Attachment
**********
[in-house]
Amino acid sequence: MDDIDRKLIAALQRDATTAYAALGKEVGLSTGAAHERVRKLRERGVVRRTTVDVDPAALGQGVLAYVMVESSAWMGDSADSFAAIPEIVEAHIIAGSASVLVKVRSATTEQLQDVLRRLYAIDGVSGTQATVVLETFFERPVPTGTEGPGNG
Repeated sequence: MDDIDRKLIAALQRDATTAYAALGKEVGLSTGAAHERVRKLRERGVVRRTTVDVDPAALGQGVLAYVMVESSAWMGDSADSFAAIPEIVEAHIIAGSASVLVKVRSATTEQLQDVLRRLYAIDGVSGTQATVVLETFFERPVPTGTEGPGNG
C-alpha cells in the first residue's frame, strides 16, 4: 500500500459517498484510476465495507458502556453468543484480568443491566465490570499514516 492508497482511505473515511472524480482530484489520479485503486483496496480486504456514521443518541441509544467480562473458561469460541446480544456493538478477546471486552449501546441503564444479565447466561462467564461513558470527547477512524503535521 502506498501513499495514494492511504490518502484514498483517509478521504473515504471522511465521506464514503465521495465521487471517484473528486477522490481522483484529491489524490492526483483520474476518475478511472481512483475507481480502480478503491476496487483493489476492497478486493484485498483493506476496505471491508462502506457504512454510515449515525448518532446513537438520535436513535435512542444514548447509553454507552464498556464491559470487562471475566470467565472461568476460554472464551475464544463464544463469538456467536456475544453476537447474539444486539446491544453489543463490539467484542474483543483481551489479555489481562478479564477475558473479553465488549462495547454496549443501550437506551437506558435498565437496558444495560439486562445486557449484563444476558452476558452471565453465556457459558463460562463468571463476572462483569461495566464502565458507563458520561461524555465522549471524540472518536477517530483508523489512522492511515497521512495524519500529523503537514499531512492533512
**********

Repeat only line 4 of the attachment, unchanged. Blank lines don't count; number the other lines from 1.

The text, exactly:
C-alpha cells in the first residue's frame, strides 16, 4: 500500500459517498484510476465495507458502556453468543484480568443491566465490570499514516 492508497482511505473515511472524480482530484489520479485503486483496496480486504456514521443518541441509544467480562473458561469460541446480544456493538478477546471486552449501546441503564444479565447466561462467564461513558470527547477512524503535521 502506498501513499495514494492511504490518502484514498483517509478521504473515504471522511465521506464514503465521495465521487471517484473528486477522490481522483484529491489524490492526483483520474476518475478511472481512483475507481480502480478503491476496487483493489476492497478486493484485498483493506476496505471491508462502506457504512454510515449515525448518532446513537438520535436513535435512542444514548447509553454507552464498556464491559470487562471475566470467565472461568476460554472464551475464544463464544463469538456467536456475544453476537447474539444486539446491544453489543463490539467484542474483543483481551489479555489481562478479564477475558473479553465488549462495547454496549443501550437506551437506558435498565437496558444495560439486562445486557449484563444476558452476558452471565453465556457459558463460562463468571463476572462483569461495566464502565458507563458520561461524555465522549471524540472518536477517530483508523489512522492511515497521512495524519500529523503537514499531512492533512